Three years ago, SEF changed its approach to evaluation to include more people, and therefore, more insight. The approach now includes the whole SEF team, so eight people are now learning to reflect, analyze and adopt a critical lens to ensure the SEF strategy is on track.
“Different perspectives help show what we’re learning, how we are adapting and where we are shifting,” says Cassandra Litke-Wyatt, community investment and SEF senior advisor, who has been leading the SEF team to cultivate a learning culture since 2019. “Those adaptations matter because we can make better decisions and actively work to create the future we want.”
Cassandra’s work and the evaluation and learning plan she created have brought several new routines and tools to help the SEF team better understand the effect of donations and what community organizations are learning. Beyond bringing rigour to what otherwise might seem like a “fluffy” task of writing big cheques, this understanding also helps SEF act as a bridge between Suncor and community members.
“Continually reviewing our data (both numbers and stories) helps us identify opportunities and unintended consequences so we can determine the next best step,” says Cassandra. “We’re able to respond more quickly to changing community needs, amplify something that is working well or pause an initiative if it’s not the right time or context.”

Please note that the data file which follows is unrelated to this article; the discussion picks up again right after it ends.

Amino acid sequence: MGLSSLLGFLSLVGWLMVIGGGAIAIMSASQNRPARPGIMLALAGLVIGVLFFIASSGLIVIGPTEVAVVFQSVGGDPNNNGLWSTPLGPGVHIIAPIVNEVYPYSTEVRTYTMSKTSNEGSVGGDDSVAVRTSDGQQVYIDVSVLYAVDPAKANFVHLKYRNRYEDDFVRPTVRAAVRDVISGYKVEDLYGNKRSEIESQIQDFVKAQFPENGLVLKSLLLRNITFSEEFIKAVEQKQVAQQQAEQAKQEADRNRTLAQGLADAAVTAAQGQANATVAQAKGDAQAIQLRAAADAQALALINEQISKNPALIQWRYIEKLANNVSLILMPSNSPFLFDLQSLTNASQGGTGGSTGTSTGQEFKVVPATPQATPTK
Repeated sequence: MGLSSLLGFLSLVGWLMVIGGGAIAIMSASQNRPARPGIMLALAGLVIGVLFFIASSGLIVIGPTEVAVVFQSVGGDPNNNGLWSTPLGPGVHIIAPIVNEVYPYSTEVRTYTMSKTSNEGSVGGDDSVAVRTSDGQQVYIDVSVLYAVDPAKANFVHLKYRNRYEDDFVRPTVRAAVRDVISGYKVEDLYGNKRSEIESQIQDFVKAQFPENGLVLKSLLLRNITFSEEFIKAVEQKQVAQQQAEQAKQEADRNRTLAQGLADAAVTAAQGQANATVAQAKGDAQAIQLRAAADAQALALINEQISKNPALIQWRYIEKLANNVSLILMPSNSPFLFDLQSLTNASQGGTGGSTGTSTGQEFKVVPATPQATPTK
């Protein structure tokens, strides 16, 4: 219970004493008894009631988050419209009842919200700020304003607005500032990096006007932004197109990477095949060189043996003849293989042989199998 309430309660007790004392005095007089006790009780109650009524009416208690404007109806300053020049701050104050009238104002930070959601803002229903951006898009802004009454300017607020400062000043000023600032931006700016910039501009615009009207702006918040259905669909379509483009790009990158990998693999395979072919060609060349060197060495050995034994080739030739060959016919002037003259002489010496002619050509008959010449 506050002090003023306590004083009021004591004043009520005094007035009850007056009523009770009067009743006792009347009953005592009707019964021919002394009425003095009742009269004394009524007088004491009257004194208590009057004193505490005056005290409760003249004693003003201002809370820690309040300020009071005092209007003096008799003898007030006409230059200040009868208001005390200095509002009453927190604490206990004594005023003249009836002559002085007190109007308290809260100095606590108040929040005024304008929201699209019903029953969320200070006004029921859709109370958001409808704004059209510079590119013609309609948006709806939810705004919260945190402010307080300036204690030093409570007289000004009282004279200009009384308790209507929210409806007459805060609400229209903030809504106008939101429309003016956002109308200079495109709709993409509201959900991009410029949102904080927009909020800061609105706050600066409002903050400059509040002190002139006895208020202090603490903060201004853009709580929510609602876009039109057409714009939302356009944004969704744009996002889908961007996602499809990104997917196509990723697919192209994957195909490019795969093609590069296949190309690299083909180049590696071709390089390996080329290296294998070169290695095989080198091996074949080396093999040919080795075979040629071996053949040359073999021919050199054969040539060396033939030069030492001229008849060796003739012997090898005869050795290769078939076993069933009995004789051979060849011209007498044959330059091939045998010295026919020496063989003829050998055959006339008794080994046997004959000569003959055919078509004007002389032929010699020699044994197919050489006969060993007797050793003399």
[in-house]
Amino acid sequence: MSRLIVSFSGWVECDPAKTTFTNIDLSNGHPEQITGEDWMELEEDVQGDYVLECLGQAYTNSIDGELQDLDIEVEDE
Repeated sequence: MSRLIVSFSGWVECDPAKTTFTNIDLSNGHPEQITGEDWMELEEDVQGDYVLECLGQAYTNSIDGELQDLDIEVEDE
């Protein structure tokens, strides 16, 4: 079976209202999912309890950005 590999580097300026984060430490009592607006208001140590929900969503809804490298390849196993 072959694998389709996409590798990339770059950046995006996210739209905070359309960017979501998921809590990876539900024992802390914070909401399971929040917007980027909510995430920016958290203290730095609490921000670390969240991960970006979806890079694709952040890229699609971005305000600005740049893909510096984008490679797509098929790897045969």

Setting up for success
Rigorous evaluation is a lengthy process that requires a set of clear objectives and the skill to identify connections and proof points to show that a strategy is working – and if not, why. With not much thanks to competing priorities and busy lives, many people find it easy to skip over evaluation and move onto the next project. But in a learning culture like the one we aspire to build, teams are intentional about taking risks, learning from each other, owning failure and adapting.
“Our focus on giving and receiving feedback and group check-ins has created space for people to be more vulnerable. When people feel safe to do that, they are also more open to learning, changing their thoughts and ultimately growing,” reflects Cassandra.
Putting the pieces together
For example, in their reflective practice, the team identified the need to share more power as a funder with partners and with each other by working as equals rather than in a traditional hierarchical structure. From that realization, the team revised its funding priorities to better support community-led organizations and initiatives, and they began reviewing donation application processes with community members in mind.
“By sharing what we learn with others, we hope to contribute to a community where we’re all learning from each other, amplifying what’s working and not having to repeat the same mistakes,” says Cassandra.
If you’re interested to find out more about what SEF is learning or to review the reports, email email@example.com.